Citation: Simberloff D (2013) The Passion Principle. PLoS Biol 11(8): e1001629. doi:10.1371/journal.pbio.1001629
Published: August 13, 2013
Copyright: © 2013 Daniel Simberloff. This is an open-access article distributed under the terms of the Creative Commons Attribution License, which permits unrestricted use, distribution, and reproduction in any medium, provided the original author and source are credited.
Funding: The author received no specific funding for this work.
Competing interests: The author has declared that no competing interests exist.
Several decades ago, as a young scientist, I often received advice from a not-much-older Edward O. Wilson, especially during many long days of field work on small mangrove islands in Florida Bay. Some of it was direct and explicit—what to do, what not to do. But most of the advice was indirect, delivered during riveting discussions about what scientific discoveries and developments really advanced a field and why some disciplines seemed to advance more rapidly than others, or about personal squabbles that may have even retarded science a bit, and certainly did not advance it.
New York: Liveright (W.W. Norton). 245 p. ISBN 978-0871403773 (hardcover). US$21.95.
Now, as an old scientist, I am fascinated reading 20 letters that Wilson has penned specifically for young scientists. In many ways he has been remarkably consistent with what he told me nearly 50 years ago in Florida Bay. The letters, each a chapter primarily addressing a specific topic, draw heavily from Wilson's own remarkable trajectory from a young boy in Alabama obsessed with snakes and black widow spiders to one of the world's leading biologists with enormous contributions in ecology, evolution, myrmecology, behavior, conservation, and biogeography. Though the book is ostensibly for young people, not-so-young people will also enjoy it and find much inspiration. Some chapters are clearly aimed at people about Wilson's age when he was exploring Alabama swamps in his quest to become an Eagle Scout. Others seem to target graduate students, post-doctoral fellows, and beginning faculty. Yet the book, with a style that transcends the “young adult” genre, will engage any scientist. In fact, because of the autobiographical material, the thoughtful insights, and a few bombshells Wilson detonates along with way, this book is difficult to put down.
Those who have read his autobiography, Naturalist , will recognize some of the vignettes Wilson has chosen as vehicles for his advice. But even for stories that are well-known, he presents new interesting details and often enlightening context. Wilson as a child chasing butterflies in Washington, D.C. and Alabama. Wilson as a teenage herpetologist teaching Boy Scouts how to handle (or, as it were, how not to handle) venomous snakes. Wilson as a young ant enthusiast on the trail of the large primitive ant Daceton armigerum in Surinam—these or any of several other short narratives all give some insight into the underlying passion that he sees as the single most crucial attribute of a good scientist. Find the passion that grips you and follow it, no matter training or lack of it, and don't worry if it seems out of vogue.
A second piece of advice is perhaps more surprising—seek some area of science that is not in fashion. “If a subject already is receiving a great deal of attention…stay away from the subject.” He formalizes this as Principle Number Three: “March away from the sound of guns. Observe the fray from a distance, and while you are at it, consider making your own fray.” When Wilson discovered ants, not many myrmecologists occupied the scene. Today myrmecology might not be a great choice, according to Principle Number Three, but one presumes that sufficient passion and creativity can allow an exciting, rewarding career even in such a crowded field—as witness Corrie Saux Moreau, Wilson's last myrmecological doctoral student. He uses Moreau (now Assistant Curator at the Field Museum and a leading expert on ant systematics) to exemplify another trait that he sees as necessary for a successful career—enough self-confidence in one's own ideas to persevere in the face of obstacles and skepticism that others might put in your way.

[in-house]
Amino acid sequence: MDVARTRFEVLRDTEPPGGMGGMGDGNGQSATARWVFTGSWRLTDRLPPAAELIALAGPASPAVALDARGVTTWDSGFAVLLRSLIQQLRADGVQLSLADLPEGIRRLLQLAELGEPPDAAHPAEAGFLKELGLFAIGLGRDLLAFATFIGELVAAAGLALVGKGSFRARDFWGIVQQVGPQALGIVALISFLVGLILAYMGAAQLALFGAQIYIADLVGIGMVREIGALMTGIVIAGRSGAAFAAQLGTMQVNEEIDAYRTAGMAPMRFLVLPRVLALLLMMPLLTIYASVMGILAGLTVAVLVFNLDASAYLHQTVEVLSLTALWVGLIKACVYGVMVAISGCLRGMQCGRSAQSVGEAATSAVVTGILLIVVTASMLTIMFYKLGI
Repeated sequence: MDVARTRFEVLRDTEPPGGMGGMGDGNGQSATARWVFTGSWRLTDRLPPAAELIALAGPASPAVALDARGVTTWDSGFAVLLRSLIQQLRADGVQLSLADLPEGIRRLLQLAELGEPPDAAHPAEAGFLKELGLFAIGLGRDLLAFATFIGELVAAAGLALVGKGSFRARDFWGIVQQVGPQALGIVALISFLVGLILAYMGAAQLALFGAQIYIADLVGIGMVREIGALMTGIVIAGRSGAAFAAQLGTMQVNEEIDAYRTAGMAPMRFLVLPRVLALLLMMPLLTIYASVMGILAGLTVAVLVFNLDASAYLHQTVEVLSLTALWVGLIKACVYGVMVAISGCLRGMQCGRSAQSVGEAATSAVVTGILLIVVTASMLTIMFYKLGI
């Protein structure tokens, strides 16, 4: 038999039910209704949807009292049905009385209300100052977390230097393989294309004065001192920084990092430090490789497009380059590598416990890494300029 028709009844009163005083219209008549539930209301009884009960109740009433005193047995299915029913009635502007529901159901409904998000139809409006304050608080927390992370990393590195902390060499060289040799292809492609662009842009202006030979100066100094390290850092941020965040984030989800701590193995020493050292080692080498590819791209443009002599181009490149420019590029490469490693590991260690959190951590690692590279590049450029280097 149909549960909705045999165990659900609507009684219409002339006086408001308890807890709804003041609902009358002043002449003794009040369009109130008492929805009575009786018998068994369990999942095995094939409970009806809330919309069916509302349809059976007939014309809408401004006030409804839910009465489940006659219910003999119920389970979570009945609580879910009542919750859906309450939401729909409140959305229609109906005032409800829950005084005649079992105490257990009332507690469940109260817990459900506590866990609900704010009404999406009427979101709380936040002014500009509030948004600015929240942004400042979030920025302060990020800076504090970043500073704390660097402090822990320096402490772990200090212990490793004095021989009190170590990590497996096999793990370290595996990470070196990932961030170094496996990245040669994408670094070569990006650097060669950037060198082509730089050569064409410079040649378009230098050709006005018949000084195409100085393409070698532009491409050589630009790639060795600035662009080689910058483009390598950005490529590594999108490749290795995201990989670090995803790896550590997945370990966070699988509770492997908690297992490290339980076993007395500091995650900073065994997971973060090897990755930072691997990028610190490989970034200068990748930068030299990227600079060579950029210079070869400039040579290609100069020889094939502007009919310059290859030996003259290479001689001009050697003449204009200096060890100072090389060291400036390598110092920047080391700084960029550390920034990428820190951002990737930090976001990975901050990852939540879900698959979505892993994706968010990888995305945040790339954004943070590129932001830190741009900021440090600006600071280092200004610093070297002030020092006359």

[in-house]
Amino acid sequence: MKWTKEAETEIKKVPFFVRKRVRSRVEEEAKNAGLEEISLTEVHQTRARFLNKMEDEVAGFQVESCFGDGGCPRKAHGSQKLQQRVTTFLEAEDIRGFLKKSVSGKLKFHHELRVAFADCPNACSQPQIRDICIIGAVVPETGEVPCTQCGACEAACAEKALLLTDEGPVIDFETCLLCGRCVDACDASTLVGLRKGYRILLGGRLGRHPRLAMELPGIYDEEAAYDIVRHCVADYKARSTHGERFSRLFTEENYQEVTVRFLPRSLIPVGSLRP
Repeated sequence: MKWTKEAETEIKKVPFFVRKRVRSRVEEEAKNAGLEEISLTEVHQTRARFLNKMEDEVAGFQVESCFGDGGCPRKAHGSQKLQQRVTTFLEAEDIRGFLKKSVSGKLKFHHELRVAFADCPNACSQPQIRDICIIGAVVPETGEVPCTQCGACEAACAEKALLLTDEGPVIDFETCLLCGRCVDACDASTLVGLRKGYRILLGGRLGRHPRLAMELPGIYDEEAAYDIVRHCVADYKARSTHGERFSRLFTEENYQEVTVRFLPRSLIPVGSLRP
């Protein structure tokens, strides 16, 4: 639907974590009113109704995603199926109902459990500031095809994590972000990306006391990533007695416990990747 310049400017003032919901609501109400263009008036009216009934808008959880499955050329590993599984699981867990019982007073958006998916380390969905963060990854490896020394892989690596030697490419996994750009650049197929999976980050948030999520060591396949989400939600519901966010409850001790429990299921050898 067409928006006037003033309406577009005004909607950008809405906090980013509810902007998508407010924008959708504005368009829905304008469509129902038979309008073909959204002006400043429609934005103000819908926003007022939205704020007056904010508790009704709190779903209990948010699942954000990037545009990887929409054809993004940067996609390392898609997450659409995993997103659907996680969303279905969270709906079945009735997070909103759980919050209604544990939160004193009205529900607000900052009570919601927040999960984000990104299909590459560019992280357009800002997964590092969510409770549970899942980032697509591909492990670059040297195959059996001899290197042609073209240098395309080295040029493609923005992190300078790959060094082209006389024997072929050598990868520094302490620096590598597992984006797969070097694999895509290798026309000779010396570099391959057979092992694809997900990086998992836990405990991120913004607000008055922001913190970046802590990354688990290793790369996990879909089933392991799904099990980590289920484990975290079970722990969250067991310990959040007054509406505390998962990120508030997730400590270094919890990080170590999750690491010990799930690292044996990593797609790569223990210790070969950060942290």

Less controversial might be Principle Number Five: “For every problem in a given discipline of science, there exists a species or other entity or phenomenon ideal for its solution.” For Wilson, the red imported fire ant (Solenopsis invicta) exemplifies this principle. His research on its behavior led Wilson to discoveries that helped shape the entire discipline of sociobiology and made the species a classic case study in chemical ecology. However, another part of Principle Number Five is more surprising: “For every species or other entity or phenomenon, there exist important problems for the solution of which it is ideally suited.” Wilson relates this aspect of the principle to the fact that, of several million species on earth, at most a few dozen “model species” are really well-known, and he argues that studying an organism one loves intensely will likely yield interesting discoveries; it is the underlying passion that counts. This is exactly what he repeatedly told me as we rocked in small boats or scrambled over mangrove islands in Florida Bay so many years ago.
Many of Wilson's admonitions are not at such a grand scale but are very practical; this is particularly true of advice pitched to young faculty. I (and many of my colleagues) certainly agree with “Avoid department-level administration beyond thesis committee chairmanships if at all fair and possible. Make excuses, dodge, plead, trade…Consider carefully job offers from other universities or research institutions that include more research time and fewer teaching and administrative responsibilities.” Probably many field ecologists, at least, would agree with “Real scientists do not take vacations. They take field trips or temporary research fellowships in other institutions,” but maybe they would not admit this to their partners or children.